A baby kangaroo, or joey, fits comfortably in writer Susan Scott’s hand. ©2015 Susan Scott

A baby kangaroo, or joey, fits comfortably in writer Susan Scott’s hand. ©2015 Susan Scott

BUNDABERG, Australia >> Today is my first day back on my sailboat, Honu, moored here in the Bundaberg Port Marina. Bundaberg is a town in Queensland, the state famous for its offshore neighbor, the Great Barrier Reef.

I say offshore because the closest atoll from this marina to Great Barrier Reef National Park is 50 miles, and in some places the islands and reefs are 100 miles out. If the weather permits and my boat systems work, I plan to sail to the closest atoll, Lady Musgrave. But even if I stay in the marina to wait out strong winds or make repairs, I’ll be having a good time with one of my favorite marine animals: kangaroos.

OK, kangaroos aren’t marine animals. But during past visits to Australia, I’ve had outstanding experiences with these creatures on islands, in beach parks and at shore-side wildlife facilities. Several years ago I sailed solo to Brampton Island, one of the 300 or so islands in the Great Barrier Reef. After anchoring, I rowed my dinghy ashore and headed off on a hike. The island was having a butterfly bloom at the time, and as I stood spellbound in a blizzard of blue wings, the ground began to shake. Earthquake! I thought, heart pounding. Tsunami!

My panic didn’t last long, though, because a moment later, hopping down the trail like a bunch of mutant bunnies, was a family of eastern gray kangaroos.

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Kangaroos can’t walk backward, so when the dominant male (called a boomer), saw me, he made a wide U-turn. His family followed, and off they bounced, creating another trail tremor.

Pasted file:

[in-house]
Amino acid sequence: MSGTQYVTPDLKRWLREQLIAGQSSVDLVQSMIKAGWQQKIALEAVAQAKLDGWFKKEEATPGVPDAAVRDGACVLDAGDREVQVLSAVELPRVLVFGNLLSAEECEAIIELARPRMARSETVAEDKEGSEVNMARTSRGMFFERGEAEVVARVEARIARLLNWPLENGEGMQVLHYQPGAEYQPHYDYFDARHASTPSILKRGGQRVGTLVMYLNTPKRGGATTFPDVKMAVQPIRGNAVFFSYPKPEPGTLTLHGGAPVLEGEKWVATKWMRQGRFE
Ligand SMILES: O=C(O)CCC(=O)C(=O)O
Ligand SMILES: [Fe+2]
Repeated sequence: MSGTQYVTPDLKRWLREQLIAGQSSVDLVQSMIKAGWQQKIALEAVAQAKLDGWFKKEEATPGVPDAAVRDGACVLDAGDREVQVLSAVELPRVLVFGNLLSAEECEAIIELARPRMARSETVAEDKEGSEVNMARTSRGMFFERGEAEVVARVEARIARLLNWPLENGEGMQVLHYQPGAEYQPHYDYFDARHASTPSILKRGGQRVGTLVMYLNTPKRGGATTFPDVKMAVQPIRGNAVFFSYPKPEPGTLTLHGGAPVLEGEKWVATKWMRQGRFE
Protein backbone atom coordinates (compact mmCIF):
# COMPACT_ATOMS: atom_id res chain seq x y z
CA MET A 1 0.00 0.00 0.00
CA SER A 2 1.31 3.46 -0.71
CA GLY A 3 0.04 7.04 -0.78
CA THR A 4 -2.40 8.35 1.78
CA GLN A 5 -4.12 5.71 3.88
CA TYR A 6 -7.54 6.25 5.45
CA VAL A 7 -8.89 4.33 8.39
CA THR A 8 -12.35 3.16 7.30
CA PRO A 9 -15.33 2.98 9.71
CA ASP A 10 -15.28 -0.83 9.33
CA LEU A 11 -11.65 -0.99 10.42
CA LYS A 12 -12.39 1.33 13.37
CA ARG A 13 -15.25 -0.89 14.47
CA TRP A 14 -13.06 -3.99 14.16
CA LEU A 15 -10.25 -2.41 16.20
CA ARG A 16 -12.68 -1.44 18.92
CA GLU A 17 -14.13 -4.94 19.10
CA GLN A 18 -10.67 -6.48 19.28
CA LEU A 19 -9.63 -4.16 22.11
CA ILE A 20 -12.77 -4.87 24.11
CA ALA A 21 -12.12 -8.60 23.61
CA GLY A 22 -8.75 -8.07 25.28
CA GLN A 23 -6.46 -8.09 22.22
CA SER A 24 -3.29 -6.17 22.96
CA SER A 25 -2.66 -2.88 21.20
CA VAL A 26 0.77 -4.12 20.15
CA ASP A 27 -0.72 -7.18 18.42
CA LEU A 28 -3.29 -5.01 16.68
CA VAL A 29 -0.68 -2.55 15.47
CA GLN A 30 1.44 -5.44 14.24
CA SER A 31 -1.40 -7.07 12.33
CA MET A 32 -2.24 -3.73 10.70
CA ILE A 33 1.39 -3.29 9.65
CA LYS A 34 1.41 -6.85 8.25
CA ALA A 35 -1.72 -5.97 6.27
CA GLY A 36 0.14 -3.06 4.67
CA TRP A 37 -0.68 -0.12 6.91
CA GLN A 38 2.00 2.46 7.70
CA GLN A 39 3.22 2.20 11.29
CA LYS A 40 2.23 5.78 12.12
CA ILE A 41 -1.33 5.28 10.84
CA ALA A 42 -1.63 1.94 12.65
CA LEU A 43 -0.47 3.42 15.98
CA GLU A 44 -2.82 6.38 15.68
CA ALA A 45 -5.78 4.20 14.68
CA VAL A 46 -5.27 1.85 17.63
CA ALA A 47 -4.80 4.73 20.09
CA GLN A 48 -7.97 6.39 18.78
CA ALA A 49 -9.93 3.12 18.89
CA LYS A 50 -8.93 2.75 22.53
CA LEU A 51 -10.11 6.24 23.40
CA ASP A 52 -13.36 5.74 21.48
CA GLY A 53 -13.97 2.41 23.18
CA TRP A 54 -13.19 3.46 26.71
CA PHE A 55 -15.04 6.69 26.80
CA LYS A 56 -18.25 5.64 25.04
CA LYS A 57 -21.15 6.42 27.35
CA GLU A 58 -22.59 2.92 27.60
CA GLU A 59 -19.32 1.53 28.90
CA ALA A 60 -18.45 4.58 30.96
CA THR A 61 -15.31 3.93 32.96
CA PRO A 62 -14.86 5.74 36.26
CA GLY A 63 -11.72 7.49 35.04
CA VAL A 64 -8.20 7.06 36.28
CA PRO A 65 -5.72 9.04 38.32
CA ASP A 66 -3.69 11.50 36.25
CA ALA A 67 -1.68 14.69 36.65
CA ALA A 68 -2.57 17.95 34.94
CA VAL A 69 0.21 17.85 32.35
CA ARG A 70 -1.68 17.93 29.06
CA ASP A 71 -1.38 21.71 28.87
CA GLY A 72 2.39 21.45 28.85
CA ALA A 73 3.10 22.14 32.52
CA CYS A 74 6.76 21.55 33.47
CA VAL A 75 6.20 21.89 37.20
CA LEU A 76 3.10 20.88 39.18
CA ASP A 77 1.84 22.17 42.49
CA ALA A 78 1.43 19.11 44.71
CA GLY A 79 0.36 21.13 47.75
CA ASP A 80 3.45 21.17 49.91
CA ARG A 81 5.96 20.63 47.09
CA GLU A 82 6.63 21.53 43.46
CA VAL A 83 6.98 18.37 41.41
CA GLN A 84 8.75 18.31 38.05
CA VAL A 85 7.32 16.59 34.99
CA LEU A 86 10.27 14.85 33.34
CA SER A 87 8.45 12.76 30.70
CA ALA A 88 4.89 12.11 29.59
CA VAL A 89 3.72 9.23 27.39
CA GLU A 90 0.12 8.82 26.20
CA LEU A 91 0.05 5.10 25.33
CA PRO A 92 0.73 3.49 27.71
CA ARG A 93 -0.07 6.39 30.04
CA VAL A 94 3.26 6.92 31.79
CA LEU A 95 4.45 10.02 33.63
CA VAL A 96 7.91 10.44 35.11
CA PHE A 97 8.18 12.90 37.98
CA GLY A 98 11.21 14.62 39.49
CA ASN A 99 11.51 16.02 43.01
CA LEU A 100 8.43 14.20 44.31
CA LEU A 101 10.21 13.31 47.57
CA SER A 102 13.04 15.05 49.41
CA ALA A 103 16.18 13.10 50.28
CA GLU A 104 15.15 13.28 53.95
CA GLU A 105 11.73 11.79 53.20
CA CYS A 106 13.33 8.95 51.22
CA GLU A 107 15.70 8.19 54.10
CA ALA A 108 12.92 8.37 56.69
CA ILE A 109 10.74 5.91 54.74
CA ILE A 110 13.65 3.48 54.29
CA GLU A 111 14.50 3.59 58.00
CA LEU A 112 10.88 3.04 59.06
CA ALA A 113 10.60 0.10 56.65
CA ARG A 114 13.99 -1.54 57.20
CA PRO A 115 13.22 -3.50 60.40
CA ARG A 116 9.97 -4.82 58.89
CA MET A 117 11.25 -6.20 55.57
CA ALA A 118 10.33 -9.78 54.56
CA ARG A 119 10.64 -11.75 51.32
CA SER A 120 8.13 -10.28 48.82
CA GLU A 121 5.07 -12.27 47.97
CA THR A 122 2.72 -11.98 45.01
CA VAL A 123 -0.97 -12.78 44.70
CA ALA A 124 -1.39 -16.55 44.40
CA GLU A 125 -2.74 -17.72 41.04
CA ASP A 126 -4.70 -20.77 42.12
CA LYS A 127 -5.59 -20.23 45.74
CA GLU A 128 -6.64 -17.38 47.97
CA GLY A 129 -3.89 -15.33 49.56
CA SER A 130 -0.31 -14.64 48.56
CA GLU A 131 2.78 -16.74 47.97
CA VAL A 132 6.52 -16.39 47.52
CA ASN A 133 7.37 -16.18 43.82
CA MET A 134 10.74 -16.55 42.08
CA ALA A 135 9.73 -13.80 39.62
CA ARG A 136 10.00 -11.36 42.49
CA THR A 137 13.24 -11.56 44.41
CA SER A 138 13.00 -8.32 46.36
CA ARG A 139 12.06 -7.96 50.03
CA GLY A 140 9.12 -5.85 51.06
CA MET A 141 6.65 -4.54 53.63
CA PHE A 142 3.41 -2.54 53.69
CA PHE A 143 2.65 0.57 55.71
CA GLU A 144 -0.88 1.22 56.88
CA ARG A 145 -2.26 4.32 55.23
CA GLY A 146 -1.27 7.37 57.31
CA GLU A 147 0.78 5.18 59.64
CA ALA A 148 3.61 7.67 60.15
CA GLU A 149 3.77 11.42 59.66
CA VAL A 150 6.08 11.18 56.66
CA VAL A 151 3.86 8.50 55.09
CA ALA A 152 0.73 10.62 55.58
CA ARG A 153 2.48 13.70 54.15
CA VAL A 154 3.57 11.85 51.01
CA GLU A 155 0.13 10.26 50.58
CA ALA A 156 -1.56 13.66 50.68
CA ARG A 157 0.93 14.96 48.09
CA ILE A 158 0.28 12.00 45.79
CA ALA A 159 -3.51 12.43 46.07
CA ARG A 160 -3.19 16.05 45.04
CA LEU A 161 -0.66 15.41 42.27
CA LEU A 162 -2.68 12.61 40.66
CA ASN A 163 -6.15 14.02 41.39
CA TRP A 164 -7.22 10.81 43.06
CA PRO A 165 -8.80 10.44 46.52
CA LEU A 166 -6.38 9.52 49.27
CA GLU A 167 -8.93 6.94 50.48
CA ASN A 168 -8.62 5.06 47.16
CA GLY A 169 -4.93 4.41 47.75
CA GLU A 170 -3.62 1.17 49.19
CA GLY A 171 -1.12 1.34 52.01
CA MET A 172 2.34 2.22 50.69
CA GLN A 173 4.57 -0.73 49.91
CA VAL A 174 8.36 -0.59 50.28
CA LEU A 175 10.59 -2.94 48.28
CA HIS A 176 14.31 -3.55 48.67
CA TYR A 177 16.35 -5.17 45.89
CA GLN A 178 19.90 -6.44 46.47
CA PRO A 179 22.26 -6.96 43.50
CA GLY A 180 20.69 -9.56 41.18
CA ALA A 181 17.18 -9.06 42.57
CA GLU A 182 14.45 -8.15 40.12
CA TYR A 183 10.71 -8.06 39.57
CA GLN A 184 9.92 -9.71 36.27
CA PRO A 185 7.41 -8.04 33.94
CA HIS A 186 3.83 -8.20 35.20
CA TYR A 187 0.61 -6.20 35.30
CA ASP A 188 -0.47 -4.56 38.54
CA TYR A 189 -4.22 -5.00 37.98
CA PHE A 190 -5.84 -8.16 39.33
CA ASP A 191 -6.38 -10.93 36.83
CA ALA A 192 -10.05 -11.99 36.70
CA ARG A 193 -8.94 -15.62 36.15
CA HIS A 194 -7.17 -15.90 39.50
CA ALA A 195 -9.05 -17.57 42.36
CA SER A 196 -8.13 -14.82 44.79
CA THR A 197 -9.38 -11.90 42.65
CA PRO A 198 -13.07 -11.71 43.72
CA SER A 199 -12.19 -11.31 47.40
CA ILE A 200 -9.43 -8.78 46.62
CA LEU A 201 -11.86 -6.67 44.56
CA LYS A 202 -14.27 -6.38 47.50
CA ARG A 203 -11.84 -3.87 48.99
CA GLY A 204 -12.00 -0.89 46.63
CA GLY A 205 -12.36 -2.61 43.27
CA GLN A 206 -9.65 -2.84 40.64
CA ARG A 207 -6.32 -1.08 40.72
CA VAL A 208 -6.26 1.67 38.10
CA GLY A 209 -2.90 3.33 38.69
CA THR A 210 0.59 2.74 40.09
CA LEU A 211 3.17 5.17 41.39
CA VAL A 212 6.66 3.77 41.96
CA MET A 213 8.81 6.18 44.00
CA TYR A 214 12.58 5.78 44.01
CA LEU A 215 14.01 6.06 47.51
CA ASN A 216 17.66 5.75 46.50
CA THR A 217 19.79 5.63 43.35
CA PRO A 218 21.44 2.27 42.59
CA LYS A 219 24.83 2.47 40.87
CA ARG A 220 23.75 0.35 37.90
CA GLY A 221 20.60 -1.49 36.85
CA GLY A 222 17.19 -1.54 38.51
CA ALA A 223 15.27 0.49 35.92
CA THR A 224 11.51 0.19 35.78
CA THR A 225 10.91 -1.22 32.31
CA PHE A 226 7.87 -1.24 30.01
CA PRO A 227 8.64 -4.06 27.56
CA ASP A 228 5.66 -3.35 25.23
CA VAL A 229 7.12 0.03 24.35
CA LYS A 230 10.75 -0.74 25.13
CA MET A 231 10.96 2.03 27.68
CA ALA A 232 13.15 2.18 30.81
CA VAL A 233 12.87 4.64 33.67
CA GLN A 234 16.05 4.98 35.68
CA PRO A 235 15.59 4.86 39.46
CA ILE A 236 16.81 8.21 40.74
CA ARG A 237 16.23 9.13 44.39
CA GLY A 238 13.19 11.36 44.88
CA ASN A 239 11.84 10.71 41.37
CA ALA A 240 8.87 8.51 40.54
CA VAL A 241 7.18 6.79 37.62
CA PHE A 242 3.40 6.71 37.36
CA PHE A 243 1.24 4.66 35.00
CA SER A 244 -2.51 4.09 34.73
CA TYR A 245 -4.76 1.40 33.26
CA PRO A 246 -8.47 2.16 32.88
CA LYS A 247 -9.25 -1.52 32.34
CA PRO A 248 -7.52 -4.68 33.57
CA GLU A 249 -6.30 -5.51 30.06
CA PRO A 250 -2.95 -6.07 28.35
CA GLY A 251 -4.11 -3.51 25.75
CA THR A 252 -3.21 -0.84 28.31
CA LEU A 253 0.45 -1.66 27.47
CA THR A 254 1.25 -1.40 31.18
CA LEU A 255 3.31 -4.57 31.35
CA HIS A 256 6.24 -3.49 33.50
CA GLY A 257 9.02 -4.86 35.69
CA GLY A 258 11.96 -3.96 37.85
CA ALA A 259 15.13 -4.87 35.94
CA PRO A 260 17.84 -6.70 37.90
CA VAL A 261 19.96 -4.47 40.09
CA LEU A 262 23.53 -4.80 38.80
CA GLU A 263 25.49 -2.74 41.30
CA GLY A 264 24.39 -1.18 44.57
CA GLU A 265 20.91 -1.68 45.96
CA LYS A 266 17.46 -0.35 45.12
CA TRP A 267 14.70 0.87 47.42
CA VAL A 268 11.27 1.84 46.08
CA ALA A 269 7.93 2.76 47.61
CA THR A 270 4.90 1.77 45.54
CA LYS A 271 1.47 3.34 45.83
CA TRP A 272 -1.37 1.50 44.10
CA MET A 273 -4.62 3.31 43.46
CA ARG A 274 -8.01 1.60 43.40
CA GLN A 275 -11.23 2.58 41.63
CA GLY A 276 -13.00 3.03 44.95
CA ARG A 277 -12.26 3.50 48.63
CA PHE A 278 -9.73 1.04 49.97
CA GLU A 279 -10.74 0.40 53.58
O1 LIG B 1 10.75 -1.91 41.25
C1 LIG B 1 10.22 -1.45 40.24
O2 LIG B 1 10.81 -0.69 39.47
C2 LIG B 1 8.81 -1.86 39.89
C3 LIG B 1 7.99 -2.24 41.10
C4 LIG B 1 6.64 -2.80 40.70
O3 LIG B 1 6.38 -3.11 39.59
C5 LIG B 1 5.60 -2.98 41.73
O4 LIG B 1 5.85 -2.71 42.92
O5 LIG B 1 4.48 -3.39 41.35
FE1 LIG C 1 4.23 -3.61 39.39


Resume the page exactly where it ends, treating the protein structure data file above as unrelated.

The eastern gray kangaroo is a heavyweight, not as tall as the red species, but weighting about the same, up to 200 pounds for males, 100 for females.

People didn’t bring these kangaroos to the island. Surprisingly, kangaroos are excellent swimmers and do just fine in the ocean, even maneuvering around stand-up paddlers: bit.ly/1PdBV2T.

Another time here, I visited a beach-side trailer park known for kind residents rescuing orphaned roos when their mothers are hit by cars. To escape early-evening mosquitoes, the kangaroos there hop to the beach and stand in the water. Afterward the animals spring back to their human friends for dinner, served in dog dishes at the door of each person’s home.

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Last year I visited a private wildlife facility and arrived to find a worker bottle-feeding a baby kangaroo. That nice woman had no idea what a joyous moment she gave me when she handed the joey to me and let me feed it.

Now I’m back in Australia looking for more roo delights. I don’t have to look far. Kangaroos might not be marine animals, but (thank you!) they routinely visit this marina.

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Marine biologist Susan Scott writes the newspaper column, “Ocean
Watch”, for the Honolulu Star-Advertiser, www.staradvertiser.com

©2015 Susan Scott